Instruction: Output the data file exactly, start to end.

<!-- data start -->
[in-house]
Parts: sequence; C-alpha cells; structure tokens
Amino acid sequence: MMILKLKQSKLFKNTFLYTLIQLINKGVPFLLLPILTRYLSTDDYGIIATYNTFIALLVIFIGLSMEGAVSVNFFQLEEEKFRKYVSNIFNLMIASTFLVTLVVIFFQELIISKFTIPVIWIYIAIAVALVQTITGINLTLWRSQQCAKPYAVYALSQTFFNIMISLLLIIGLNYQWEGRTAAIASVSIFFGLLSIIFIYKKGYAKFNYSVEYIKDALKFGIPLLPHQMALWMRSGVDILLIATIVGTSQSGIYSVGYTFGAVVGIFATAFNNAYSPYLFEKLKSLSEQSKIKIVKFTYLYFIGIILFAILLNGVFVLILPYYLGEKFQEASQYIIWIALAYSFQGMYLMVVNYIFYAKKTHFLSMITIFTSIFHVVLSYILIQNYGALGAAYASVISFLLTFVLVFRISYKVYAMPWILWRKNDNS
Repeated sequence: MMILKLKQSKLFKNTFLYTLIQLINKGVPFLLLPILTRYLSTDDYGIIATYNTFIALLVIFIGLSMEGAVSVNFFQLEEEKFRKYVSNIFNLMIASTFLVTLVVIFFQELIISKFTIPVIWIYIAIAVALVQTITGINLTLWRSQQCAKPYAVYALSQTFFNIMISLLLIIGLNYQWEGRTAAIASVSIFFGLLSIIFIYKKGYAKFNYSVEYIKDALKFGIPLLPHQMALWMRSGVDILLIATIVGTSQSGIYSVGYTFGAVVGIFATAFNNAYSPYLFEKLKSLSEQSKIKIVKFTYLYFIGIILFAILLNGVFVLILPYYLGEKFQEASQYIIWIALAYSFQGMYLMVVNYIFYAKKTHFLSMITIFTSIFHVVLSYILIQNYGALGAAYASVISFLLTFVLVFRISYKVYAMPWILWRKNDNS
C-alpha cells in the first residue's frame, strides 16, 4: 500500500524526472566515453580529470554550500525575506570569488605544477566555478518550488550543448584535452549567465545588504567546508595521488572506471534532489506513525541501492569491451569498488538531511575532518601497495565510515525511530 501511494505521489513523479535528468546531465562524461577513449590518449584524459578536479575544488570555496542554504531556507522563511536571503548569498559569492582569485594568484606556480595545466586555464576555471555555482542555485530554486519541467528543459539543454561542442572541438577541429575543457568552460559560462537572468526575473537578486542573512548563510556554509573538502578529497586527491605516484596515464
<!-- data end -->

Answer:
[in-house]
Parts: sequence; C-alpha cells; structure tokens
Amino acid sequence: MMILKLKQSKLFKNTFLYTLIQLINKGVPFLLLPILTRYLSTDDYGIIATYNTFIALLVIFIGLSMEGAVSVNFFQLEEEKFRKYVSNIFNLMIASTFLVTLVVIFFQELIISKFTIPVIWIYIAIAVALVQTITGINLTLWRSQQCAKPYAVYALSQTFFNIMISLLLIIGLNYQWEGRTAAIASVSIFFGLLSIIFIYKKGYAKFNYSVEYIKDALKFGIPLLPHQMALWMRSGVDILLIATIVGTSQSGIYSVGYTFGAVVGIFATAFNNAYSPYLFEKLKSLSEQSKIKIVKFTYLYFIGIILFAILLNGVFVLILPYYLGEKFQEASQYIIWIALAYSFQGMYLMVVNYIFYAKKTHFLSMITIFTSIFHVVLSYILIQNYGALGAAYASVISFLLTFVLVFRISYKVYAMPWILWRKNDNS
Repeated sequence: MMILKLKQSKLFKNTFLYTLIQLINKGVPFLLLPILTRYLSTDDYGIIATYNTFIALLVIFIGLSMEGAVSVNFFQLEEEKFRKYVSNIFNLMIASTFLVTLVVIFFQELIISKFTIPVIWIYIAIAVALVQTITGINLTLWRSQQCAKPYAVYALSQTFFNIMISLLLIIGLNYQWEGRTAAIASVSIFFGLLSIIFIYKKGYAKFNYSVEYIKDALKFGIPLLPHQMALWMRSGVDILLIATIVGTSQSGIYSVGYTFGAVVGIFATAFNNAYSPYLFEKLKSLSEQSKIKIVKFTYLYFIGIILFAILLNGVFVLILPYYLGEKFQEASQYIIWIALAYSFQGMYLMVVNYIFYAKKTHFLSMITIFTSIFHVVLSYILIQNYGALGAAYASVISFLLTFVLVFRISYKVYAMPWILWRKNDNS
C-alpha cells in the first residue's frame, strides 16, 4: 500500500524526472566515453580529470554550500525575506570569488605544477566555478518550488550543448584535452549567465545588504567546508595521488572506471534532489506513525541501492569491451569498488538531511575532518601497495565510515525511530 501511494505521489513523479535528468546531465562524461577513449590518449584524459578536479575544488570555496542554504531556507522563511536571503548569498559569492582569485594568484606556480595545466586555464576555471555555482542555485530554486519541467528543459539543454561542442572541438577541429575543457568552460559560462537572468526575473537578486542573512548563510556554509573538502578529497586527491605516484596515464